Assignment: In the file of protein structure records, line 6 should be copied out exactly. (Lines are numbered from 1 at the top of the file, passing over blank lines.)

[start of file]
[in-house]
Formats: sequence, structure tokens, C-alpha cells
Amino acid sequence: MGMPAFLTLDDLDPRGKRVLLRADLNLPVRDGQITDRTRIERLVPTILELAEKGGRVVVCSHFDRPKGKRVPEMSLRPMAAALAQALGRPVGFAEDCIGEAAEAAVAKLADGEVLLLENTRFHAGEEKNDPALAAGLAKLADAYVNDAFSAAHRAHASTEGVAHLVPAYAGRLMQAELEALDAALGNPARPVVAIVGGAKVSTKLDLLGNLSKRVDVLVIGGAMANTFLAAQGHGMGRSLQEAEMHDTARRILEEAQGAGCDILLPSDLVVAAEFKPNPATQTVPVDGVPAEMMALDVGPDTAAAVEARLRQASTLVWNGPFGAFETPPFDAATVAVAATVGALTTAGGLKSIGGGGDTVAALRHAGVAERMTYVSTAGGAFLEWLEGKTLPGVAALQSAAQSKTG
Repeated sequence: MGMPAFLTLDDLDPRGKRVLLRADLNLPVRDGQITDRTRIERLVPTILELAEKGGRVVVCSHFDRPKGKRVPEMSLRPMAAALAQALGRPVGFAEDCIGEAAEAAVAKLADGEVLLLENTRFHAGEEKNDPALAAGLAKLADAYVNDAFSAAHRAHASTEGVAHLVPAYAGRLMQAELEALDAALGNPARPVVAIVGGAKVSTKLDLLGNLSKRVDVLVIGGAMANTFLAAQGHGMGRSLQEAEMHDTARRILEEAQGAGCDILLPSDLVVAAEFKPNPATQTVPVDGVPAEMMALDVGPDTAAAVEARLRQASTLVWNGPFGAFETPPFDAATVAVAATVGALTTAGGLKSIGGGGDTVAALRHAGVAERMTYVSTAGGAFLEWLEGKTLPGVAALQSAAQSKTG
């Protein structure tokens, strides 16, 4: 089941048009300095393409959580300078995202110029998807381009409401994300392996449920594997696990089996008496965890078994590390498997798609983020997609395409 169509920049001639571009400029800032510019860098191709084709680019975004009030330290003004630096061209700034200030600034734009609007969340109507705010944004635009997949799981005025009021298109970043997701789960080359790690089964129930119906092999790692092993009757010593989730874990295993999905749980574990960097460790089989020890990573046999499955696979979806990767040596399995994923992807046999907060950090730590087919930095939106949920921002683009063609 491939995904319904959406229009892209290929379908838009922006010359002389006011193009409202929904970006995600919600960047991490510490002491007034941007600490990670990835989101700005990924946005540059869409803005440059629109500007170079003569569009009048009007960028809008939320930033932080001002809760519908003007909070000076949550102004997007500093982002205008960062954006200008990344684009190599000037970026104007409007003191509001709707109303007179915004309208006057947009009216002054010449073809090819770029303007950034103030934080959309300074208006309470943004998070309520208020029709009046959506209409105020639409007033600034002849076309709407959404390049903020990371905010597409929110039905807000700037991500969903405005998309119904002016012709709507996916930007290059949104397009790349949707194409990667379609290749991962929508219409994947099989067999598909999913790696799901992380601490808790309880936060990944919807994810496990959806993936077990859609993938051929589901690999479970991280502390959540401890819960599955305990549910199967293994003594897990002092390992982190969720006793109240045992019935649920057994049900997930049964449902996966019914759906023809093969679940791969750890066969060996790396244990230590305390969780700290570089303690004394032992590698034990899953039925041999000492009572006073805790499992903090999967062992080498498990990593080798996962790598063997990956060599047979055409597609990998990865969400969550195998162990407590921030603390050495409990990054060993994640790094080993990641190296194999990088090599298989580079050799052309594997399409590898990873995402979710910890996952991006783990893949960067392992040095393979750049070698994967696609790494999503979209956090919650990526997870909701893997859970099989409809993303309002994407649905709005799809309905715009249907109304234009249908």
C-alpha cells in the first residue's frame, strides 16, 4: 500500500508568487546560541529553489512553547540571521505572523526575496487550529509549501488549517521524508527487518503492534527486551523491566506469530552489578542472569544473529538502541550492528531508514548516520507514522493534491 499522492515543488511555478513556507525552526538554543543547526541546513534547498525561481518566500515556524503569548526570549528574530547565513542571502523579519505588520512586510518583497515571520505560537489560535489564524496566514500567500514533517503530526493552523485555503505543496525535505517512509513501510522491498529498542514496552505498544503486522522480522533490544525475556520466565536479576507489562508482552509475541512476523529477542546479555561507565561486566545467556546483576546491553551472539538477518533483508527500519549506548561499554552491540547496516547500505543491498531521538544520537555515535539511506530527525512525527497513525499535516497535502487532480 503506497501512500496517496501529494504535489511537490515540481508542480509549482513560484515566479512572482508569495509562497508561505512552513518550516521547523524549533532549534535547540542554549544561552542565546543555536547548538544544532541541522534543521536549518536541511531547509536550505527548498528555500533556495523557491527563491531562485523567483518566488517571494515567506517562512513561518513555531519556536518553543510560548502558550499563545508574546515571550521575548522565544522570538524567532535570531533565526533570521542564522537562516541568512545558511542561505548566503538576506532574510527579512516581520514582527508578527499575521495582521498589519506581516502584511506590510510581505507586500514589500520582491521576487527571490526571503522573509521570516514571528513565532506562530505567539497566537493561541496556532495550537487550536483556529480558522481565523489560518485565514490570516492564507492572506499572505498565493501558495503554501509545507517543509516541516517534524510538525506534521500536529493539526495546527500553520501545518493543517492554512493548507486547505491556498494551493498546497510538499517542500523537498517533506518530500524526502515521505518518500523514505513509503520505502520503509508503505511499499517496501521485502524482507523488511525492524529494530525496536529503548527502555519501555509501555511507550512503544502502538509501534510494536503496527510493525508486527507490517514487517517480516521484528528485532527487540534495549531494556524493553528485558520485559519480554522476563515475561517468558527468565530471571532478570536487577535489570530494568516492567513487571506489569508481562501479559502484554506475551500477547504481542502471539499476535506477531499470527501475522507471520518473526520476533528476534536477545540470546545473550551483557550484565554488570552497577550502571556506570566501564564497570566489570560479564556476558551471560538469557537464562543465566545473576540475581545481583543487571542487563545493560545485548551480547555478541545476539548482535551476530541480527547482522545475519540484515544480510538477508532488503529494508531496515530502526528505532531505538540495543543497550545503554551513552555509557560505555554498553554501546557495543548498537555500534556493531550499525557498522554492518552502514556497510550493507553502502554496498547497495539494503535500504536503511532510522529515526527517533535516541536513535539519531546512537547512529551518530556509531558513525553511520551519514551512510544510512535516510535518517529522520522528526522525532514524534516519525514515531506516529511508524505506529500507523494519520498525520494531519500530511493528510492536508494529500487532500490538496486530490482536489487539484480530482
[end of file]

C-alpha cells in the first residue's frame, strides 16, 4: 500500500508568487546560541529553489512553547540571521505572523526575496487550529509549501488549517521524508527487518503492534527486551523491566506469530552489578542472569544473529538502541550492528531508514548516520507514522493534491 499522492515543488511555478513556507525552526538554543543547526541546513534547498525561481518566500515556524503569548526570549528574530547565513542571502523579519505588520512586510518583497515571520505560537489560535489564524496566514500567500514533517503530526493552523485555503505543496525535505517512509513501510522491498529498542514496552505498544503486522522480522533490544525475556520466565536479576507489562508482552509475541512476523529477542546479555561507565561486566545467556546483576546491553551472539538477518533483508527500519549506548561499554552491540547496516547500505543491498531521538544520537555515535539511506530527525512525527497513525499535516497535502487532480 503506497501512500496517496501529494504535489511537490515540481508542480509549482513560484515566479512572482508569495509562497508561505512552513518550516521547523524549533532549534535547540542554549544561552542565546543555536547548538544544532541541522534543521536549518536541511531547509536550505527548498528555500533556495523557491527563491531562485523567483518566488517571494515567506517562512513561518513555531519556536518553543510560548502558550499563545508574546515571550521575548522565544522570538524567532535570531533565526533570521542564522537562516541568512545558511542561505548566503538576506532574510527579512516581520514582527508578527499575521495582521498589519506581516502584511506590510510581505507586500514589500520582491521576487527571490526571503522573509521570516514571528513565532506562530505567539497566537493561541496556532495550537487550536483556529480558522481565523489560518485565514490570516492564507492572506499572505498565493501558495503554501509545507517543509516541516517534524510538525506534521500536529493539526495546527500553520501545518493543517492554512493548507486547505491556498494551493498546497510538499517542500523537498517533506518530500524526502515521505518518500523514505513509503520505502520503509508503505511499499517496501521485502524482507523488511525492524529494530525496536529503548527502555519501555509501555511507550512503544502502538509501534510494536503496527510493525508486527507490517514487517517480516521484528528485532527487540534495549531494556524493553528485558520485559519480554522476563515475561517468558527468565530471571532478570536487577535489570530494568516492567513487571506489569508481562501479559502484554506475551500477547504481542502471539499476535506477531499470527501475522507471520518473526520476533528476534536477545540470546545473550551483557550484565554488570552497577550502571556506570566501564564497570566489570560479564556476558551471560538469557537464562543465566545473576540475581545481583543487571542487563545493560545485548551480547555478541545476539548482535551476530541480527547482522545475519540484515544480510538477508532488503529494508531496515530502526528505532531505538540495543543497550545503554551513552555509557560505555554498553554501546557495543548498537555500534556493531550499525557498522554492518552502514556497510550493507553502502554496498547497495539494503535500504536503511532510522529515526527517533535516541536513535539519531546512537547512529551518530556509531558513525553511520551519514551512510544510512535516510535518517529522520522528526522525532514524534516519525514515531506516529511508524505506529500507523494519520498525520494531519500530511493528510492536508494529500487532500490538496486530490482536489487539484480530482